It was 9:30pm, under a chilly, steady rain. the Polish Presidential Palace glowed brightly in the background as a cluster of men and women huddled under umbrellas, saying prayers, holding small wooden crosses against their bodies, facing a large picture of Jesus Christ on the cross and a lighted statue of the Virgin Mary.
They had come to protest against Polish President Bronislaw Komorowski and Polish Prime Minister Donald Tusk, in a vigil that began in the early days after a plane crash in April that killed then-Polish president Lech Kaczynski, his wife and dozens of the nation’s top political and military leaders.
As the days have turned into weeks and now months, as their demands have shifted from keeping a cross outside the Presidential Palace to building a permanent monument to replacing the president, their nightly vigil has come to represent the deep social and political cleavages threatening to derail one of the great success stories of the former Soviet bloc, a number of people here said in a series of recent interviews.
Perhaps surprisingly, Poles actually have sound reasons to celebrate: They have navigated the treacherous transition from communism better than most of the post-Soviet satellite nations and theirs is the only country in Europe to have avoided a recession during the financial crisis.
Instead, they are feeling insecure, pessimistic and uncertain about the future, and they have turned on one another.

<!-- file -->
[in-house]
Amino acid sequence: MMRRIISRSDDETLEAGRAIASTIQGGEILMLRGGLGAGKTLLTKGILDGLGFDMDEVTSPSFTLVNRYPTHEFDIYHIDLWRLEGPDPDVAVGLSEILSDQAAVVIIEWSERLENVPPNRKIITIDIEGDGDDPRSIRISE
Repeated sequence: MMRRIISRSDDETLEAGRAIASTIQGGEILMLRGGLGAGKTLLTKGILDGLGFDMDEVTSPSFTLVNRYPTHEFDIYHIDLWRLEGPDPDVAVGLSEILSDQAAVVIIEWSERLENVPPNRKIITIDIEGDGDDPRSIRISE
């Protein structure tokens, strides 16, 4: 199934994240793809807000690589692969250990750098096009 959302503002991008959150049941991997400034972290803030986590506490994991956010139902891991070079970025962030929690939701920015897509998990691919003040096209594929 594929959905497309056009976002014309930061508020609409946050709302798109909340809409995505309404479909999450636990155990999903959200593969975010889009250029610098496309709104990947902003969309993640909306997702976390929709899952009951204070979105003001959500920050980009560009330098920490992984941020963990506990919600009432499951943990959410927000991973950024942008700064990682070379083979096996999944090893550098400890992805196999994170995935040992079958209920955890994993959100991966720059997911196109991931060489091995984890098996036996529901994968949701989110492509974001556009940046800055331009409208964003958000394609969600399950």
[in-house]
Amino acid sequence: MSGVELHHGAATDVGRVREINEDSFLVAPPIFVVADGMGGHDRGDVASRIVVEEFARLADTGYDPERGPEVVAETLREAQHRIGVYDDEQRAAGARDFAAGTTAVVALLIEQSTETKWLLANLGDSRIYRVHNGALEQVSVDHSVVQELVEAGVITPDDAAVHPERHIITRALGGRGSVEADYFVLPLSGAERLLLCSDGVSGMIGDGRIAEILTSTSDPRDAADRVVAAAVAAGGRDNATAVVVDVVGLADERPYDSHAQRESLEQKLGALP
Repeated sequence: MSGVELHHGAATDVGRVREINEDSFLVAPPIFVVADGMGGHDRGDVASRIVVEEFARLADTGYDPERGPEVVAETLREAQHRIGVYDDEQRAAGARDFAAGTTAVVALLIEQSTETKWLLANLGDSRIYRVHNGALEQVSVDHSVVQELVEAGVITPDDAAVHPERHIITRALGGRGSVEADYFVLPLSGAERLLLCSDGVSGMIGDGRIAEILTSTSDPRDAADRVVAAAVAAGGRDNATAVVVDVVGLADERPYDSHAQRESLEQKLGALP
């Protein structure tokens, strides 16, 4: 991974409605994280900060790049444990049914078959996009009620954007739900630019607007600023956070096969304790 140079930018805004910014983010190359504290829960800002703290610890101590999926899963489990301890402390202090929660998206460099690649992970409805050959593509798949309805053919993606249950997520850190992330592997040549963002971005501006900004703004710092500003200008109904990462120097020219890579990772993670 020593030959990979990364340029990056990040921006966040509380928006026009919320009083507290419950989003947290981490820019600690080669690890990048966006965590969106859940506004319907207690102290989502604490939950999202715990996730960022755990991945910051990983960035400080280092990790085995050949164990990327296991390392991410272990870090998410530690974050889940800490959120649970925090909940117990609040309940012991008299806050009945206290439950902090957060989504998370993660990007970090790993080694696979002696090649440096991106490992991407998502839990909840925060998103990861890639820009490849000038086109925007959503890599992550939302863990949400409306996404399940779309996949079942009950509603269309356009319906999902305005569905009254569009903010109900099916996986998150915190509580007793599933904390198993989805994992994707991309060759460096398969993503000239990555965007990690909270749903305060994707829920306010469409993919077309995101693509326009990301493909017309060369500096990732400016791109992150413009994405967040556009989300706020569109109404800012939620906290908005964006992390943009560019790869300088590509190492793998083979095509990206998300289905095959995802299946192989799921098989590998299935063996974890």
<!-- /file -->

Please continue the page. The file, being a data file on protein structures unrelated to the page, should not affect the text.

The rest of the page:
“We have a beautiful face in tough times and during difficult moments, but in normal times, we are lost,” said Jan Oldakowski, an opposition member of the Polish parliament, who was one of several members of the opposition Law and Justice Party to recently quit the party to form a more centrist coalition.
“With freedom, Poles do not know how to cooperate with each other,” Oldakowski said.
The political leadership is at war with itself. Personal attacks and insults are flying. Politicians have traded accusations of drug abuse, mental illness, collaborating with the Nazis and being agents of Moscow. They have said of one another that they would be better off dead.
Former prime minister Jaroslaw Kaczynski, who lost a bid to become president after his twin brother died in the crash, has refused to shake hands with Tusk, refused to attend the main memorial service for the crash this year and has turned against some of his closest allies, prompting them to quit the Law and Justice Party, which the Kaczynski brothers founded in 2001.
“Poles always feel they need to have an enemy,” Urszula Slawinska, 38, said one day as she walked along a sidewalk in Warsaw, an average citizen, headed home, uninvolved in politics, yet keenly aware of what was happening around her.
“Because of our history we define ourselves, to be Polish meant to protect our country. So now that we don’t have to protect ourselves, we still need to find an enemy,” she said.
Inevitably, in this conservative, majority Catholic country, the Church also finds itself caught up in the internecine fighting. Its leadership is split, with some outspoken clerics backing the political opposition, while others are trying to move the institution away from partisan politics. There is a strong anti-clerical movement and there is growing concern within the religious community that Poland will itself become a more secular society like much of Europe.